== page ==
Raising little Westies, and life as parent of a special needs son

Names are power

Time away from home, gives a person plenty of time to think. This week amongst other things I have been thinking about my use of words, and a conversation turned to the power of words, names and labels. This is a topic which has been also dealt with over at Half Past Normal, where Angela has discussed the power of swear words at pre-school.

Westies are a bit like the Scottish it seems. Chances are that makes us a bit like the Irish, the East English, the French, Canadians, South Americans and people from a wide range of other regions: We swear. More than a little bit. We can also be a little more “blunt” than “direct”, yes I call a spade a “f*ing shovel with a handle at the end” if somebody doesn’t quite know what I mean. Like a lot of parents whose child is not as verbal as other children that age, we worry what situation our child might end up in when they suddenly come up with the choice words we would prefer they not quite know.

However, one type of thing I try very hard to do, is labelling people. As in, “you are such an idiot.” I would much rather say “that is an idiotic thing to do.”

“Only an idiot would do that”. “Don’t be an idiot.” “Are you an idiot?” Hmm, these would be murky grounds for me.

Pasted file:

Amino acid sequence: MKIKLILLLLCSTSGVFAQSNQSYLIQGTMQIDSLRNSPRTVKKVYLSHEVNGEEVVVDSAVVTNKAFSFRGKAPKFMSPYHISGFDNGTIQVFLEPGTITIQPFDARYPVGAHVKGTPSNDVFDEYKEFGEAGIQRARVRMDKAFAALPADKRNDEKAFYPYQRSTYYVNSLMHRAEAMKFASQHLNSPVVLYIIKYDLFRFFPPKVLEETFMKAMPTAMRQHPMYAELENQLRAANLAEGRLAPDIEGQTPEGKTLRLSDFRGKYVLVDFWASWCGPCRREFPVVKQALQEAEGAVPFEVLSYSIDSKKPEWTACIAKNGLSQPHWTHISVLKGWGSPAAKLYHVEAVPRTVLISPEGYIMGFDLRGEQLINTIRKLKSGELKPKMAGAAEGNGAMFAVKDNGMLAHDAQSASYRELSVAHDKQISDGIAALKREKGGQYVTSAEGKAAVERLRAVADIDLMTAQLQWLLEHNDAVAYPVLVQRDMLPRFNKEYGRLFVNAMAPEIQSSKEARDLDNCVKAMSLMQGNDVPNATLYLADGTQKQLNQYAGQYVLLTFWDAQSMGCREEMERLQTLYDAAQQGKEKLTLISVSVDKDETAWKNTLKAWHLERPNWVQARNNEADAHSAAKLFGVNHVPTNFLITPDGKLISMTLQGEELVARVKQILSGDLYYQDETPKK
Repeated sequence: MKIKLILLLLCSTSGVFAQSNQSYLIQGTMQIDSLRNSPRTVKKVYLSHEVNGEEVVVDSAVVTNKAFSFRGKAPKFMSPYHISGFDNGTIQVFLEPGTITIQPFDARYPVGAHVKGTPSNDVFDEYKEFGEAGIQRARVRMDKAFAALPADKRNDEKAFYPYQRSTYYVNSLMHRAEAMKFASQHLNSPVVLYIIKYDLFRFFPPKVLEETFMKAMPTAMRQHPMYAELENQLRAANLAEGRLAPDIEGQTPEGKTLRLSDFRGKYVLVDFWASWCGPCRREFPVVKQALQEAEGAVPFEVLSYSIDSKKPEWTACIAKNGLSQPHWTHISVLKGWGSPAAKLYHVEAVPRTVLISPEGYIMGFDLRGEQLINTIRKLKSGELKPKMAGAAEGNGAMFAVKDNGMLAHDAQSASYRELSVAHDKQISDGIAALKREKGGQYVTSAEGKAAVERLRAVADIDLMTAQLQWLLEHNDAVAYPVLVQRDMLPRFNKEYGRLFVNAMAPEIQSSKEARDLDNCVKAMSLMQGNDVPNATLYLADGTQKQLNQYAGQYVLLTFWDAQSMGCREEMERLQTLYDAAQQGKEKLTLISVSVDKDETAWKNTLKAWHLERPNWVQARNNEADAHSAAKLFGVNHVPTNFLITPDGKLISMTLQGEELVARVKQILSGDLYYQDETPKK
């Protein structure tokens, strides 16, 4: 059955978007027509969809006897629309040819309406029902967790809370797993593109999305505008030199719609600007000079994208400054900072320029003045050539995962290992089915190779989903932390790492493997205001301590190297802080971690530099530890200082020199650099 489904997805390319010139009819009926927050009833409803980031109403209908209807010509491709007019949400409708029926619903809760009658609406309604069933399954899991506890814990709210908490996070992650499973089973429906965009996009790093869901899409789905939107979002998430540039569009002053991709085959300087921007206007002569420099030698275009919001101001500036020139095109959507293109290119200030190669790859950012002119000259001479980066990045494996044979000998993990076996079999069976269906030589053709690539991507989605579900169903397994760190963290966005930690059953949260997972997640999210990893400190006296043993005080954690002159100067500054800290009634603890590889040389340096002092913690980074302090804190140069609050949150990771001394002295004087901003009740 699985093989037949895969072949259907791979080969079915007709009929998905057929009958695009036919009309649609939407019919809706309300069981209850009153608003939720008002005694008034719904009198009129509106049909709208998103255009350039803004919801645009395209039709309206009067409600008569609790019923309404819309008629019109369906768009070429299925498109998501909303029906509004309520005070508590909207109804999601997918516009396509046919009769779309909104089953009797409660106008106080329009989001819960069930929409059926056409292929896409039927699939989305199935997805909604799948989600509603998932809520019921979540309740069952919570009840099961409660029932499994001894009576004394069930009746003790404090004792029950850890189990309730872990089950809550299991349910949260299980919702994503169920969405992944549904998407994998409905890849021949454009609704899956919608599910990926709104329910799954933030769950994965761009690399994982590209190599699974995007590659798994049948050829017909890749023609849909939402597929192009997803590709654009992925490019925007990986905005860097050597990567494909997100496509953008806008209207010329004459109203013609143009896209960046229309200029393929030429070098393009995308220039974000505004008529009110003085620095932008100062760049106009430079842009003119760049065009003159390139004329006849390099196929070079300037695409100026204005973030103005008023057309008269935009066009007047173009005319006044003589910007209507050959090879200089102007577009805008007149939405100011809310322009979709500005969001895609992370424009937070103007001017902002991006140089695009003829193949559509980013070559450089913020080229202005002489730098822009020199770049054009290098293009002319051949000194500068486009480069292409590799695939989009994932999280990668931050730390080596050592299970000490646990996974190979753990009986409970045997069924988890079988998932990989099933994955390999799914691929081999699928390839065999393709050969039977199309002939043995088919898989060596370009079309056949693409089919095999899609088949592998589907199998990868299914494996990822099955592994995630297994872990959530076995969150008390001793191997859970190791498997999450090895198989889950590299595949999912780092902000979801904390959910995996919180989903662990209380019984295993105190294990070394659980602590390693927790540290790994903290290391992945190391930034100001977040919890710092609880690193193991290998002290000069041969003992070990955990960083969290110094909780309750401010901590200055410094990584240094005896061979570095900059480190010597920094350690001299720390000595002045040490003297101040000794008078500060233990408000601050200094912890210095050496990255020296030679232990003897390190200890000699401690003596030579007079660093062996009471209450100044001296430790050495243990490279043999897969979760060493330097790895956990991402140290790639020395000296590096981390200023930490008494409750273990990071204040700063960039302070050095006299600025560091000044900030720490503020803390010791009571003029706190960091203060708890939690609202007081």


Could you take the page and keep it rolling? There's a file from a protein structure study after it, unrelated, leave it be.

With this strong underlying concept in mind: why is it I get so concerned about the difference between “my autistic son” and “my son, who has Autism?” For what it’s worth, I feel like “my autistic son” is a lot more natural – as natural as “my Japanese wife” which is much more natural than “my wife, who is Japanese.”


<small>No, my wife is not Japanese. That was just an example.</small>


3 responses to “Names are power

  1. saliendamus June 28, 2012 at 2:30 pm

    An interesting thing to think on

  2. The Bright Side of Life June 28, 2012 at 8:28 pm

    Hmmm, my son has autism or my autistic son… there will always be someone who disagrees or shakes their head in agreement!!! At the end of the day, it really doesn’t matter. Don’t you think? 🙂

    • Westie June 29, 2012 at 11:46 am

      I think we should be free to use language in the way that is most natural for the context. Sometimes it’s more natural to talk about your son/student/? “who has autism”, sometimes it’s more natural to speak about an “autistic (person)”.

      The deaf community don’t seem to have a problem with being identified as being deaf. But then others seem to prefer to call them hearing impaired. I think the deaf community don’t see not being able to hear as an impairment. The same with functioning autistic people – something tells me that Temple Grandin doesn’t care if she is Autistic, or a person with Autism.

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